Following his marriage Mr. Thomas rented four hundred acres at cash rent and continued in that line for ten years before his first purchase which was an eighty-acre farm in Center township. To this he has made additions from time to time until his place now contains one hundred and eighty-seven acres, all under cultivation except about twenty acres of woodland. To say that he is a representative farmer, progressive in all the term implies and abreast the age in all that relates to husbandry is to state a fact with which the people of Center township have long been familiar. His place is favorably situated and affords abundant evidence of the labor and care bestowed to bring it to its present high state of cultivation. With him industry is one of the cardinal virtues and from the beginning of his career as an independent factor until the present time his energies have been methodically exercised with the object in view of acquiring a competence for himself and family and making a home to which his children can always look back as a sacred spot, hallowed by the tender recollections and associations which make life worth living. As a farmer he ranks with the most successful of Hancock county’s enterprising agriculturalists, and as a raiser of fine breeds of cattle and hogs his reputation is second to that of no other man in the township of his residence. At the present time he has a large herd of shorthorns, which represent a capital of several thousand dollars, while his other live stock, horses and Poland China hogs, have been carefully selected and are very valuable.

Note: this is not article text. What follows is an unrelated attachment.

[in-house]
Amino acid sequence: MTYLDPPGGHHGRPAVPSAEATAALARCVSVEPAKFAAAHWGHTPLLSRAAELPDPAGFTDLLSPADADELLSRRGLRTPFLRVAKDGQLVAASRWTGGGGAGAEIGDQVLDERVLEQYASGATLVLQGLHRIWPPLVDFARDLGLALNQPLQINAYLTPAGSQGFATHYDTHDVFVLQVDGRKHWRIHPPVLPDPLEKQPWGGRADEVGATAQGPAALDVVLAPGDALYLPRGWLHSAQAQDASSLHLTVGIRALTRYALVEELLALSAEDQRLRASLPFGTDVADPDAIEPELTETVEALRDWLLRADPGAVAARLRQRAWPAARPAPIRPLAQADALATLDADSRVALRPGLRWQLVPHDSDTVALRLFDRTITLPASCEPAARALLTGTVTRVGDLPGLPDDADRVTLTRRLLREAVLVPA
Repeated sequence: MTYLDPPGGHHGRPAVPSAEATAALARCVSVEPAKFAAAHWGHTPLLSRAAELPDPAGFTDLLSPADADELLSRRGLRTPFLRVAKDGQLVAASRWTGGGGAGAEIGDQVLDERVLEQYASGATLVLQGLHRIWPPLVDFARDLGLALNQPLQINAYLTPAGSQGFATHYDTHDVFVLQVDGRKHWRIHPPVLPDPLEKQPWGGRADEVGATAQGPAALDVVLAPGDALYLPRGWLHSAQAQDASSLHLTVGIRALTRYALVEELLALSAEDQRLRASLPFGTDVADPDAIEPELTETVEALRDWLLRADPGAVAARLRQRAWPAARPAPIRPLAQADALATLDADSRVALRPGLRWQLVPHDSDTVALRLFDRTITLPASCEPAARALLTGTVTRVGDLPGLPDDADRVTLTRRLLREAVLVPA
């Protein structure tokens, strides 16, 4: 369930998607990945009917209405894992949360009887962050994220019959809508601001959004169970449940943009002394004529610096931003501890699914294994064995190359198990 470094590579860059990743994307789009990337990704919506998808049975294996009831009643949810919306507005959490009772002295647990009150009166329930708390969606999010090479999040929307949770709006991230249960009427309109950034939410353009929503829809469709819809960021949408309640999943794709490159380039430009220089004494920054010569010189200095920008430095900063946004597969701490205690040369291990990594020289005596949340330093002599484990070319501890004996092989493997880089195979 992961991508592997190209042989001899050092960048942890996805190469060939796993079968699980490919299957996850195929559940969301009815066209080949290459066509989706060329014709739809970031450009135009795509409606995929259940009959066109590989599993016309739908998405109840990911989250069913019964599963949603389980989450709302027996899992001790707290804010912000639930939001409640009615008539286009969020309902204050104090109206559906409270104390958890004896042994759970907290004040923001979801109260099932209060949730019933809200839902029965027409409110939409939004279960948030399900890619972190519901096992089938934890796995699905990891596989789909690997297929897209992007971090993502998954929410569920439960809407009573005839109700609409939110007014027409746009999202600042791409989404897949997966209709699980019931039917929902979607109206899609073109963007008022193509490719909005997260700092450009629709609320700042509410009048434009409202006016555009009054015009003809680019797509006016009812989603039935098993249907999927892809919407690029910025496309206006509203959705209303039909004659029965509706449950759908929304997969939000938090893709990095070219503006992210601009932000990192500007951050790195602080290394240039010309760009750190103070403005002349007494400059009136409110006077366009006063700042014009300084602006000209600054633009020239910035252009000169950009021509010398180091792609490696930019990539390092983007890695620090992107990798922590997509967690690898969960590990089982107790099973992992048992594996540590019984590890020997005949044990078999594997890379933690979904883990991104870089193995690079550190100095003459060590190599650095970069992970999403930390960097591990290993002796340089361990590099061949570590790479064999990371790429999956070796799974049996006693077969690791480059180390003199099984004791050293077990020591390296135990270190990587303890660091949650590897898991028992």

As a citizen Mr. Thomas is noted for his honorable dealings, courteous and unassuming manners. He is exemplary in his character and habits, his integrity is unassailable, and as a neighbor and friend he holds high rank among the people of his section of Hancock county. Politically he gives his allegiance to the Republican party, but he is not a politician and never permits his name to be used as a candidate for office, preferring the equally honorable and satisfactory sphere of private citizenship. In his social as well as in his business relations he possesses the confidence and esteem of the entire community and it is a compliment worthily bestowed to class him with the intelligent, progressive and representative men of the county of Hancock.

Transcribed from Biographical Memoirs of Hancock County B. F. Bowen, Publisher, Logansport, Indiana, 1902 Pages 380-384.

Submitted by Sylvia (Rose) Duda, Laingsburg, MI November 17, 2002.

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Tom & Carolyn Ward / Columbus, Kansas / tcward@columbus-ks.com